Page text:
Average weight of the Asiatic golden cat

Specific and hard data regarding the average weight of the Asiatic golden cat is hard to come by but I have something for you. Before I set out some weights, it is said that the Asiatic golden cat is about the size of a large ocelot. A large ocelot, according to my research, weighs around 15 kg. One kg = 2.2 pounds.

Asiatic golden cat average weight
Asiatic golden cat. Photo: Pixabay.
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B. Lekagul and J.A. McNeely in their Mammals of Thailand (1977) provide rather vague information on the weight range of the Asiatic golden cat. They say the weight ranges between 12-15 kg. There is no distinction between gender. And there should be as females are smaller than males. No criticism intended.

B. Tan in their work: The status of felids in China, dated 1984 state that two male Asiatic golden cats weighed 14.5 kg and 15.75 kg respectively. They also state that one female weighed 8.5 kg.

R.I. Pocock in their work, The marbled cat and some other Oriental species with the definition of a new genius of the Felidae dated 1932 states that one male Asiatic golden cat weighed 14.5 kg.

That is all the information that I have, but you can see that the weight of the male is as stated similar to the weight of a large ocelot.

If you want more information about the references then please leave a comment and I will respond, hopefully, quite quickly. This information is provided in the book Wild Cats of the World by the Sunquists. This is the best book on the wild cats by the way.

Asiatic Golden Cat For Kids
Asiatic Golden Cat For Kids. Credits: Globe geko and mouse deer: Wikimedia Commons. Background picture by Karen Stout. Foreground picture of Asiatic golden cat by Joachim S. Müller.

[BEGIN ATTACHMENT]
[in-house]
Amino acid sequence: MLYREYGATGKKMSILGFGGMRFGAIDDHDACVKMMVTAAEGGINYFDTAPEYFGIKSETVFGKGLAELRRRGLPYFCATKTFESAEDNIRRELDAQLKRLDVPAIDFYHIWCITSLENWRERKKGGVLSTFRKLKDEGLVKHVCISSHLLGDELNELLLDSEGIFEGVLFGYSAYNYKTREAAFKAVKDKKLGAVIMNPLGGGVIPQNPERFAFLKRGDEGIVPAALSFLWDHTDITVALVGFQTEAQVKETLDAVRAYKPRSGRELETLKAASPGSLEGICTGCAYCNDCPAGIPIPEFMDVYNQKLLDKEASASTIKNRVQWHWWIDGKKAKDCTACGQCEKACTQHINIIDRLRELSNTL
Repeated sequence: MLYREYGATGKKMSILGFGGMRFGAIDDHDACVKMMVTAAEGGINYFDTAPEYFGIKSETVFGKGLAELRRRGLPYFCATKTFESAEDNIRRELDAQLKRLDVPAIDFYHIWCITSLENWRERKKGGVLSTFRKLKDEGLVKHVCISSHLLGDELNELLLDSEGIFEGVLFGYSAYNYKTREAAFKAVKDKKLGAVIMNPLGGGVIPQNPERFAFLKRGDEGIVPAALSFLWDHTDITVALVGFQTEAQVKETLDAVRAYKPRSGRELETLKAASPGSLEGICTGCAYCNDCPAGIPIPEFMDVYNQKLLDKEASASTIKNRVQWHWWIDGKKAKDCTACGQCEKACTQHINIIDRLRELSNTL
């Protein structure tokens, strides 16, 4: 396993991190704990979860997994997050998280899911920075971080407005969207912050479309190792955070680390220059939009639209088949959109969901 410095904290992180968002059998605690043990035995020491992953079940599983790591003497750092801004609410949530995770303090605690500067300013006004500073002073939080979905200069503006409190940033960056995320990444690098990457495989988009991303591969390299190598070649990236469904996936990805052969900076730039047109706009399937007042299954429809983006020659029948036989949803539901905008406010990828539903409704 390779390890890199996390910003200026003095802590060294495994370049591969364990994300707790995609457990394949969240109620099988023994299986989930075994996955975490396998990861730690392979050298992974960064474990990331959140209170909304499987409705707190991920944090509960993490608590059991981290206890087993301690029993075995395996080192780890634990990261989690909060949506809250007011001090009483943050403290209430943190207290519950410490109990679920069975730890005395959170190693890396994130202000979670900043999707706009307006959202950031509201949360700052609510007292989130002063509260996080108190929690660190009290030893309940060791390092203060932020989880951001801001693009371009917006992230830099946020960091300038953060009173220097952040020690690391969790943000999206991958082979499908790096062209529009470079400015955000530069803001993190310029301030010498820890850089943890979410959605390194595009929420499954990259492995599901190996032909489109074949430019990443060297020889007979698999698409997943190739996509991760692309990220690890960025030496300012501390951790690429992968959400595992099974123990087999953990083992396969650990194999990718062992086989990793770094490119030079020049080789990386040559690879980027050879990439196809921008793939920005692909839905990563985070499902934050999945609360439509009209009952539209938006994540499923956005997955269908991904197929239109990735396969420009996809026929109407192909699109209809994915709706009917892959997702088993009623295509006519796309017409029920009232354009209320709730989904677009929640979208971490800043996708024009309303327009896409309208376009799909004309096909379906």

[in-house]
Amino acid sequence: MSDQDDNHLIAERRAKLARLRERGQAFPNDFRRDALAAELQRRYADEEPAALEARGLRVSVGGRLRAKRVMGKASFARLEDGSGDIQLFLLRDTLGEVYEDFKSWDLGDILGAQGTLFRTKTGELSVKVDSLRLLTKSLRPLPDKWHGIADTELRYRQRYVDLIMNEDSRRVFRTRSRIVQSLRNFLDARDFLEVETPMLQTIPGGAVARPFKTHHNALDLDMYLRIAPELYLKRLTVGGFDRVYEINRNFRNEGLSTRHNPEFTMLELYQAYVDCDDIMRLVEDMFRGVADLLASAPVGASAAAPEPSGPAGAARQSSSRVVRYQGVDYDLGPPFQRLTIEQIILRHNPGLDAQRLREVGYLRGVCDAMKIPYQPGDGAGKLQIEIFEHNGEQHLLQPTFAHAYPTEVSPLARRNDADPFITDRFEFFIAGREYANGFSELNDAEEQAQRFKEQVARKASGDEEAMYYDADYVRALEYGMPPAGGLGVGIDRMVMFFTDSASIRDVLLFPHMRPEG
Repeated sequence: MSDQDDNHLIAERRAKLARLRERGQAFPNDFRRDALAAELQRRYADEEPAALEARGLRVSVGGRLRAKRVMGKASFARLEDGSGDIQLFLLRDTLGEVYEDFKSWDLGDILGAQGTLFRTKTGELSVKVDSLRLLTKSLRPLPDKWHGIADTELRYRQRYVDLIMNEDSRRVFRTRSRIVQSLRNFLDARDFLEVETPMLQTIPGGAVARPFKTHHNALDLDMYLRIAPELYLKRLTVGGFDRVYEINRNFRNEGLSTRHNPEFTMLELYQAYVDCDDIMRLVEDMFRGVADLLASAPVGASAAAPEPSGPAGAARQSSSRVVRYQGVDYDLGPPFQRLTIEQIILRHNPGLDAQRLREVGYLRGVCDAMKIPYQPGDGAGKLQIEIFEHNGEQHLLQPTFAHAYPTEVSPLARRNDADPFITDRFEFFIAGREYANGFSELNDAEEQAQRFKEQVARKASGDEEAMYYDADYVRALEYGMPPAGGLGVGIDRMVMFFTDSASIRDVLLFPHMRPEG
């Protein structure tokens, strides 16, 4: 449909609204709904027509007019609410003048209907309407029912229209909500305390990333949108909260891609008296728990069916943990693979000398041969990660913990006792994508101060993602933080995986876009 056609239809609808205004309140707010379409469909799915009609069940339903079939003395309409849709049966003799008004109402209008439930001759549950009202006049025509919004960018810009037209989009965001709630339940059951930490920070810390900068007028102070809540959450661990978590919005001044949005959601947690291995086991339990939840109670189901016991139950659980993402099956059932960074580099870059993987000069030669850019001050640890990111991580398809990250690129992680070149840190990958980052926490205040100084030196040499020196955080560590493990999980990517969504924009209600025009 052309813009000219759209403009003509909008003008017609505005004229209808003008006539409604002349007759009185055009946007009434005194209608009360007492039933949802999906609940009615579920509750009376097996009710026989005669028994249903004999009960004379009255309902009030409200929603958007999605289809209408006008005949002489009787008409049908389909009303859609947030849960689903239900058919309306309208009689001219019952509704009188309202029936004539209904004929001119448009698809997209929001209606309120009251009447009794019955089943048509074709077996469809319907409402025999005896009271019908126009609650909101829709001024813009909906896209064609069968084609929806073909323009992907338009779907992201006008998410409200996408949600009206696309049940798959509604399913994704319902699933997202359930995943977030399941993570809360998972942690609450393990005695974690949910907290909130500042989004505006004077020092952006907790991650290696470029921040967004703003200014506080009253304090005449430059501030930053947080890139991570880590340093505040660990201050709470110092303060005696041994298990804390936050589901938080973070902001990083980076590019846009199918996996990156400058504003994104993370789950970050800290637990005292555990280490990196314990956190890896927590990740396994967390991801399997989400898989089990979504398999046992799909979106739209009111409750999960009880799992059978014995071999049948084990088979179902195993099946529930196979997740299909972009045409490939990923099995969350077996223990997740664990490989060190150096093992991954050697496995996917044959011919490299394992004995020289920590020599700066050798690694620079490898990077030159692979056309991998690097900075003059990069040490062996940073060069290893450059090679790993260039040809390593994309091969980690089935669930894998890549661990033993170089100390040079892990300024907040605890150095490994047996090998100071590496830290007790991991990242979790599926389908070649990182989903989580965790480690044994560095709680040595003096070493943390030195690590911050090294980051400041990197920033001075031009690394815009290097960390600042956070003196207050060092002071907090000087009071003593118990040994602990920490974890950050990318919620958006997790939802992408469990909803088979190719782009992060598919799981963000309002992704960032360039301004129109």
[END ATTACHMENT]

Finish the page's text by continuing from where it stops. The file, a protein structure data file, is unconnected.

An underlying problem is that not a lot is known about this particular species of small wildcat. The reason is that they are very secretive and to be brutally honest there is a slight lack of interest by conservationists.

The last information that we have regarding its status in terms of conservation is from 2014 as per the IUCN Red List; seven years old. You get the point: there is not a lot of interest in conservation. This cat’s distribution has become dramatically fragmented and their numbers are decreasing year-on-year which is typical of pretty well all the world cat species. If things go on as they are with increased human activity across the board they’ll be extinct in the wild eventually. There’s no question about it.

They are currently found in Bangladesh; Bhutan; Cambodia; China; India; Indonesia; Indonesia (Sumatera); Lao People’s Democratic Republic; Malaysia; Myanmar; Nepal; Thailand; Viet Nam (2014).


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